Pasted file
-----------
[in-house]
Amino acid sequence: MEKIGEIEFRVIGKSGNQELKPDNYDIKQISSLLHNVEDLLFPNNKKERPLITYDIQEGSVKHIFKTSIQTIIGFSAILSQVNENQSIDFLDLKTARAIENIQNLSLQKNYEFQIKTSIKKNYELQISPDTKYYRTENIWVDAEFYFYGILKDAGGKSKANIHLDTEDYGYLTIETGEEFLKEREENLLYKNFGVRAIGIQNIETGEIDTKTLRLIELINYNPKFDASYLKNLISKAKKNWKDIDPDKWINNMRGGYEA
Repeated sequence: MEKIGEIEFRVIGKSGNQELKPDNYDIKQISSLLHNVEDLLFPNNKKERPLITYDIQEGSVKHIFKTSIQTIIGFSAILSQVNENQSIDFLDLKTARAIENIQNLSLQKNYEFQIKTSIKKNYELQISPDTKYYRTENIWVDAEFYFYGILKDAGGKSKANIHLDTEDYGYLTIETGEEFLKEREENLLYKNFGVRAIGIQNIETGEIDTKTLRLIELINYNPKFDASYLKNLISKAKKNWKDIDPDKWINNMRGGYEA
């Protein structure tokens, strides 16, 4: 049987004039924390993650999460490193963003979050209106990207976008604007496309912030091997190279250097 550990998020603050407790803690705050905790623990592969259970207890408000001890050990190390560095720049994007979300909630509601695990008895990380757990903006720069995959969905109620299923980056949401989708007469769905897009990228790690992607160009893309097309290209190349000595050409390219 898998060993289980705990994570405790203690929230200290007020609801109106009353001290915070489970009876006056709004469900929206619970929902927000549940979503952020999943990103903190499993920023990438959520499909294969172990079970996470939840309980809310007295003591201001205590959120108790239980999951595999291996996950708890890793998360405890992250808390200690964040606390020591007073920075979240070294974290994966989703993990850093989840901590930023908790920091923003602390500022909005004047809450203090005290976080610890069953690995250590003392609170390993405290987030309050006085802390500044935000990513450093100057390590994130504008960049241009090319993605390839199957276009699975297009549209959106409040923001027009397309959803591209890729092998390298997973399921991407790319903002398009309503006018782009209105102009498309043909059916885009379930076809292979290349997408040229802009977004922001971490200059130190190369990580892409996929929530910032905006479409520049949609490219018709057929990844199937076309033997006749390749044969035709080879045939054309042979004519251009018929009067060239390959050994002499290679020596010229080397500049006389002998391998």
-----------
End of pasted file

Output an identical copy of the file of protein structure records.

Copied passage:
[in-house]
Amino acid sequence: MEKIGEIEFRVIGKSGNQELKPDNYDIKQISSLLHNVEDLLFPNNKKERPLITYDIQEGSVKHIFKTSIQTIIGFSAILSQVNENQSIDFLDLKTARAIENIQNLSLQKNYEFQIKTSIKKNYELQISPDTKYYRTENIWVDAEFYFYGILKDAGGKSKANIHLDTEDYGYLTIETGEEFLKEREENLLYKNFGVRAIGIQNIETGEIDTKTLRLIELINYNPKFDASYLKNLISKAKKNWKDIDPDKWINNMRGGYEA
Repeated sequence: MEKIGEIEFRVIGKSGNQELKPDNYDIKQISSLLHNVEDLLFPNNKKERPLITYDIQEGSVKHIFKTSIQTIIGFSAILSQVNENQSIDFLDLKTARAIENIQNLSLQKNYEFQIKTSIKKNYELQISPDTKYYRTENIWVDAEFYFYGILKDAGGKSKANIHLDTEDYGYLTIETGEEFLKEREENLLYKNFGVRAIGIQNIETGEIDTKTLRLIELINYNPKFDASYLKNLISKAKKNWKDIDPDKWINNMRGGYEA
């Protein structure tokens, strides 16, 4: 049987004039924390993650999460490193963003979050209106990207976008604007496309912030091997190279250097 550990998020603050407790803690705050905790623990592969259970207890408000001890050990190390560095720049994007979300909630509601695990008895990380757990903006720069995959969905109620299923980056949401989708007469769905897009990228790690992607160009893309097309290209190349000595050409390219 898998060993289980705990994570405790203690929230200290007020609801109106009353001290915070489970009876006056709004469900929206619970929902927000549940979503952020999943990103903190499993920023990438959520499909294969172990079970996470939840309980809310007295003591201001205590959120108790239980999951595999291996996950708890890793998360405890992250808390200690964040606390020591007073920075979240070294974290994966989703993990850093989840901590930023908790920091923003602390500022909005004047809450203090005290976080610890069953690995250590003392609170390993405290987030309050006085802390500044935000990513450093100057390590994130504008960049241009090319993605390839199957276009699975297009549209959106409040923001027009397309959803591209890729092998390298997973399921991407790319903002398009309503006018782009209105102009498309043909059916885009379930076809292979290349997408040229802009977004922001971490200059130190190369990580892409996929929530910032905006479409520049949609490219018709057929990844199937076309033997006749390749044969035709080879045939054309042979004519251009018929009067060239390959050994002499290679020596010229080397500049006389002998391998």